Transacting online for work, school, banking, or pleasure, and therefore exchanging personal information, has never been more pronounced than today. Social distancing brought about by the COVID-19 pandemic has exacerbated reliance on the internet. As a result, cybercrime is a great threat and the encroachment to the right to privacy of information is heightened each day.
In Europe, the European Commission mindful of the digital age commenced its data protection reform way back in 2012 resulting in Regulation (EU) 2016/679 on the protection of natural persons with regard to the processing of personal data and on the free movement of such data. This is a common trend elsewhere including the USA.
Whereas Uganda on the other hand has the right to privacy enshrined in its 1995 Constitution, enforcement of this right was hardly extended to the collection and processing of personal data. This notwithstanding, it has since 2019 moved to ensure that the privacy of individuals and their personal data is protected.
The Data Protection and Privacy Act, 2019 (Act) provides for the protection of the privacy of individuals and of personal data and was enacted on 3rd May 2019. This was followed by the Data Protection and Privacy Regulations, 2021.
To buttress the importance attached to the privacy of individuals and their personal data, the Act established a Personal Data Protection Office (Office), an independent body within the National Information Authority Uganda (NITA-U) to among others, oversee the implementation and enforcement of the Act and maintain a data protection and privacy register. This Office was operationalized in August 2021.
Persons, institutions, and public bodies within Uganda that collect, process, hold or use personal data as well as persons, institutions or public bodies outside Uganda that collect personal data relating to Ugandan citizens, are all required to register with the Office.
Examples of these entities include financial institutions, insurance companies, real estate companies, telecom companies, hospitals, schools, among others.
The reason for targeting the above entities is because of the nature of data they primarily deal with, that is, personal data and special personal data, which is the focus of data protected under the Act.
Personal data as defined under the Act is any information from which a person can be identified for example information relating to a person’s nationality, age, marital status, educational level, or occupation, identification number.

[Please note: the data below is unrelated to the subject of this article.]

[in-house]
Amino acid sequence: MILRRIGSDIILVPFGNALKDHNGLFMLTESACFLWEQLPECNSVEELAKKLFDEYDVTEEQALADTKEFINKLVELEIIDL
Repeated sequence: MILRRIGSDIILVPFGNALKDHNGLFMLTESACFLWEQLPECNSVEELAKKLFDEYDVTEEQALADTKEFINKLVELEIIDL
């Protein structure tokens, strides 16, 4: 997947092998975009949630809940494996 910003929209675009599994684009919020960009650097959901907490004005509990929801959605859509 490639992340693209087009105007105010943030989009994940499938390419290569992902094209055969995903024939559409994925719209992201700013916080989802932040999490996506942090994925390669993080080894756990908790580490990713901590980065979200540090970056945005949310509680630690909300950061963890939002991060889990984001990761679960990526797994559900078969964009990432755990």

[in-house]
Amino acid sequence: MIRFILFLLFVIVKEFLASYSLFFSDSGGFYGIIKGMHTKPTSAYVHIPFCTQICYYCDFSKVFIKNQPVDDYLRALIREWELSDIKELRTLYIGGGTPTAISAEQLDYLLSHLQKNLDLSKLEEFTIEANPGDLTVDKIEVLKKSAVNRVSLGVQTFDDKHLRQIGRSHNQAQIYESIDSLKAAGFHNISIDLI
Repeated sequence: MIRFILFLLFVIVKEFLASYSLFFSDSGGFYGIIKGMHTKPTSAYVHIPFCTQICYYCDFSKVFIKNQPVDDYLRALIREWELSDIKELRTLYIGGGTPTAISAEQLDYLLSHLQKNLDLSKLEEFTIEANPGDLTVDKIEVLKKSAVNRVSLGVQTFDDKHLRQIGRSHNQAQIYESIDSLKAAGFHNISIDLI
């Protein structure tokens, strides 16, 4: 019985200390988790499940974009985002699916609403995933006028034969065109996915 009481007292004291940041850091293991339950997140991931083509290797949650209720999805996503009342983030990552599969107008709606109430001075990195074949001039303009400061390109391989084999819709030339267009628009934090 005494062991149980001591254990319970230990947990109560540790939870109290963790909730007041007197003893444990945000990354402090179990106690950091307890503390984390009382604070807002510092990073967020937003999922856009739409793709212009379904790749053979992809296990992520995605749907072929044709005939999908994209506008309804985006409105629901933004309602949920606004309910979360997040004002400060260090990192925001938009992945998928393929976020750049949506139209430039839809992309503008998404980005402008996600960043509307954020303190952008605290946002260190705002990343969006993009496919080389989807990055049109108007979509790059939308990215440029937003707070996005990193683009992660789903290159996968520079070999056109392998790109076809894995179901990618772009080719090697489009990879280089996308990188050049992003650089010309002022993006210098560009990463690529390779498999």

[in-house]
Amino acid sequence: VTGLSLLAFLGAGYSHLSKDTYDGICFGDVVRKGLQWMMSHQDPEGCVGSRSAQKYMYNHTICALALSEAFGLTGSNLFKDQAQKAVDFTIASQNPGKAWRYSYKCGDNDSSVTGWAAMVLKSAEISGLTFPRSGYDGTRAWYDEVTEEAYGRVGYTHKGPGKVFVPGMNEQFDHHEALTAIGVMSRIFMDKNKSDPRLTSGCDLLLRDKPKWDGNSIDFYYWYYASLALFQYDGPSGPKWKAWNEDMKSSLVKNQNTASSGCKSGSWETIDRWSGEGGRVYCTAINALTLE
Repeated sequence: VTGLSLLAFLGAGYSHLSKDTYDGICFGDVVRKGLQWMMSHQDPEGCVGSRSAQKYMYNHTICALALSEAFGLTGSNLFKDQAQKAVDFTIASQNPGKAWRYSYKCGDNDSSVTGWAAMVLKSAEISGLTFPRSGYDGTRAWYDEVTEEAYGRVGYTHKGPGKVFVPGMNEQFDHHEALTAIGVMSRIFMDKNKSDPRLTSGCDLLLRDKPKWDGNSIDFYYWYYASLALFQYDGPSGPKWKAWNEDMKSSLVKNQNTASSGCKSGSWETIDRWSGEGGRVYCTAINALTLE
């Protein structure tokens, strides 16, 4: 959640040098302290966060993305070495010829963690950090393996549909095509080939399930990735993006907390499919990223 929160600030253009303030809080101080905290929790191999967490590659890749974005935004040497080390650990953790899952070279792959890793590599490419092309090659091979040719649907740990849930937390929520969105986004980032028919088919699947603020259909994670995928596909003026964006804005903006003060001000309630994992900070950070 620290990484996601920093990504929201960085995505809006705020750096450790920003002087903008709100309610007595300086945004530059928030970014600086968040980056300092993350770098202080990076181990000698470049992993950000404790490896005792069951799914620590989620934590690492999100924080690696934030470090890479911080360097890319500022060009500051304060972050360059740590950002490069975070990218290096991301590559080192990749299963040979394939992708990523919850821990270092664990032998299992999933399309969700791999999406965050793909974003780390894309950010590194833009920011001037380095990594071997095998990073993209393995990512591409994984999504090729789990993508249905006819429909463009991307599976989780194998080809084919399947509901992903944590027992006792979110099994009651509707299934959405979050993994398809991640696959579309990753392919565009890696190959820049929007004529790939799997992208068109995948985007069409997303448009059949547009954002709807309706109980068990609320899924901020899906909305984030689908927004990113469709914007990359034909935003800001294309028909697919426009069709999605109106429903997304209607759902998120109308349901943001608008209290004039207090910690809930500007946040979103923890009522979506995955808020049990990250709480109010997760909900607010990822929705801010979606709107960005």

Special personal data on the other hand is information relating to the religious or philosophical beliefs, political opinion, sexual life, financial information, health status or medical records of an individual.
The Office is expected at a later stage, by notice in the gazette, to indicate which persons are exempt from the registration requirement but in the meantime, all entities that collect, process, or control the usage of personal data are required to register with the Office.
The data protection and privacy register went live in the Office’s first one hundred days since becoming operational in August 2021. At the end of November 2021, the Office had registered a handful of data collectors, data processors and data controllers comprising mostly financial institutions and the National Social Security Fund.
The Office has given a grace period of up to 31st December 2021 to those organizations that are required but have not yet registered, to do so. Effective 1st January 2022, enforcement measures against organizations or persons who have not registered will be commenced.
The enforcement measures will include being fined an amount not exceeding UGX 120,000/=, approximately USD 34, or imprisonment not exceeding three months, or both, for non-registration with the Office
In addition, where the offence of non-registration is committed by a corporation, both the corporation, and its directors will be liable to the penalty and fine stated above if they are found to have knowingly and wilfully authorized the non-registration.
As a data collector, data processor and data controller, you should visit NITA-U’s website and fill in an Application for Registration form which states among others the applicant’s name, nature, and category of personal data being processed or to be processed, purpose for collecting or processing the personal data.
The Application for Registration form is accompanied by a written undertaking by the applicant not to process or store personal data in another country unless that country has adequate measures which are at least equivalent to the protection provided for by the Act.
As an applicant, you will also be required to pay an application for registration fee of UGX 100,000/=, approximately USD 28, and attach proof of payment at the point of submitting the Application for Registration form on NITA-U’s website.
If satisfied with your application, the Office will issue a Certificate of Registration valid for 12 months from the date of registration. The Certificate may be renewed upon application, at least three months before the expiry of the current registration by filing a Renewal of Registration form.
While the feedback received so far from entities that have registered with the Office is that the process is seamless and the officials within the Office are very responsive, renewal of the registration process on an annual basis is likely to be administratively cumbersome especially for entities that collect personal data as a one-off.
The Office on the other hand is likely to experience difficulties in enforcing the Act against offshore entities based in countries whose data protection laws are more advanced than Uganda’s.
If you collect, process, hold or use personal data and have not yet registered, 31st December 2021 will be the final call. Contact us if you should need any help.